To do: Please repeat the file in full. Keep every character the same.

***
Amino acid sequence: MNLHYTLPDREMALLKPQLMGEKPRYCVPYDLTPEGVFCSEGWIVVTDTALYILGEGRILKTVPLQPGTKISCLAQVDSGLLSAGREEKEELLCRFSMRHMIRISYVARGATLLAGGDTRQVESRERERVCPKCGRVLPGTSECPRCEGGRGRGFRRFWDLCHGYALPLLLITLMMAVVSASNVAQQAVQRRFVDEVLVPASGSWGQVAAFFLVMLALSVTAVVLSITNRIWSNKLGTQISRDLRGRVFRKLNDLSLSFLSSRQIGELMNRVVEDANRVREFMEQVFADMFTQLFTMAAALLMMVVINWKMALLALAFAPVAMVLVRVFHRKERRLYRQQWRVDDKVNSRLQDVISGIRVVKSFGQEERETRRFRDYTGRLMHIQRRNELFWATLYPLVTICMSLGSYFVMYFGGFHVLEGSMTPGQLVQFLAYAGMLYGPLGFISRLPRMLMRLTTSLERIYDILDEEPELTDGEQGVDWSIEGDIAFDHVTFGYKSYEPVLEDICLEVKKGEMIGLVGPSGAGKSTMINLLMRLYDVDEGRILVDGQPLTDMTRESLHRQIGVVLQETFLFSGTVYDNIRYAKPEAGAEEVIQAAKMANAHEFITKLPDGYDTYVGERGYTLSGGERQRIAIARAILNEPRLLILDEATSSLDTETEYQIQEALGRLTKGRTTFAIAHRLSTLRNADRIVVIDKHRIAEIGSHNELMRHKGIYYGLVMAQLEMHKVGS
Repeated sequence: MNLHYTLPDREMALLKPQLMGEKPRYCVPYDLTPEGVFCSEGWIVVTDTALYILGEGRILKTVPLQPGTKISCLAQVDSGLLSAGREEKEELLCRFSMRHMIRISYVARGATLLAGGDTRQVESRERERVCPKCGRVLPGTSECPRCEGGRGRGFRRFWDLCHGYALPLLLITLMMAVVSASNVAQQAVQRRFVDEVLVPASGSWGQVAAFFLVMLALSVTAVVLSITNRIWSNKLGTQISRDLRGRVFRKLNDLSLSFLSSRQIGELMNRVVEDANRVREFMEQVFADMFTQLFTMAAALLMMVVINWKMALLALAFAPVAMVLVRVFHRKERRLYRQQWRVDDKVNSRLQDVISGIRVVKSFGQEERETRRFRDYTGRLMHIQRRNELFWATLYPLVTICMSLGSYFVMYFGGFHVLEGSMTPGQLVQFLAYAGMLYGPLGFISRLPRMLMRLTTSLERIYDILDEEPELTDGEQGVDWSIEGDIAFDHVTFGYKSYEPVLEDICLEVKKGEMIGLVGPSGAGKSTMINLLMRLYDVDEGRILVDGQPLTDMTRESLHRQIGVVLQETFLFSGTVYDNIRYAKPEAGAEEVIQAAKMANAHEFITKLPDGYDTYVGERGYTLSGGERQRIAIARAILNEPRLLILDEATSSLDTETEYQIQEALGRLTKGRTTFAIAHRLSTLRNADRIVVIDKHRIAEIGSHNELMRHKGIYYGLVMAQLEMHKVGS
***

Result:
Amino acid sequence: MNLHYTLPDREMALLKPQLMGEKPRYCVPYDLTPEGVFCSEGWIVVTDTALYILGEGRILKTVPLQPGTKISCLAQVDSGLLSAGREEKEELLCRFSMRHMIRISYVARGATLLAGGDTRQVESRERERVCPKCGRVLPGTSECPRCEGGRGRGFRRFWDLCHGYALPLLLITLMMAVVSASNVAQQAVQRRFVDEVLVPASGSWGQVAAFFLVMLALSVTAVVLSITNRIWSNKLGTQISRDLRGRVFRKLNDLSLSFLSSRQIGELMNRVVEDANRVREFMEQVFADMFTQLFTMAAALLMMVVINWKMALLALAFAPVAMVLVRVFHRKERRLYRQQWRVDDKVNSRLQDVISGIRVVKSFGQEERETRRFRDYTGRLMHIQRRNELFWATLYPLVTICMSLGSYFVMYFGGFHVLEGSMTPGQLVQFLAYAGMLYGPLGFISRLPRMLMRLTTSLERIYDILDEEPELTDGEQGVDWSIEGDIAFDHVTFGYKSYEPVLEDICLEVKKGEMIGLVGPSGAGKSTMINLLMRLYDVDEGRILVDGQPLTDMTRESLHRQIGVVLQETFLFSGTVYDNIRYAKPEAGAEEVIQAAKMANAHEFITKLPDGYDTYVGERGYTLSGGERQRIAIARAILNEPRLLILDEATSSLDTETEYQIQEALGRLTKGRTTFAIAHRLSTLRNADRIVVIDKHRIAEIGSHNELMRHKGIYYGLVMAQLEMHKVGS
Repeated sequence: MNLHYTLPDREMALLKPQLMGEKPRYCVPYDLTPEGVFCSEGWIVVTDTALYILGEGRILKTVPLQPGTKISCLAQVDSGLLSAGREEKEELLCRFSMRHMIRISYVARGATLLAGGDTRQVESRERERVCPKCGRVLPGTSECPRCEGGRGRGFRRFWDLCHGYALPLLLITLMMAVVSASNVAQQAVQRRFVDEVLVPASGSWGQVAAFFLVMLALSVTAVVLSITNRIWSNKLGTQISRDLRGRVFRKLNDLSLSFLSSRQIGELMNRVVEDANRVREFMEQVFADMFTQLFTMAAALLMMVVINWKMALLALAFAPVAMVLVRVFHRKERRLYRQQWRVDDKVNSRLQDVISGIRVVKSFGQEERETRRFRDYTGRLMHIQRRNELFWATLYPLVTICMSLGSYFVMYFGGFHVLEGSMTPGQLVQFLAYAGMLYGPLGFISRLPRMLMRLTTSLERIYDILDEEPELTDGEQGVDWSIEGDIAFDHVTFGYKSYEPVLEDICLEVKKGEMIGLVGPSGAGKSTMINLLMRLYDVDEGRILVDGQPLTDMTRESLHRQIGVVLQETFLFSGTVYDNIRYAKPEAGAEEVIQAAKMANAHEFITKLPDGYDTYVGERGYTLSGGERQRIAIARAILNEPRLLILDEATSSLDTETEYQIQEALGRLTKGRTTFAIAHRLSTLRNADRIVVIDKHRIAEIGSHNELMRHKGIYYGLVMAQLEMHKVGS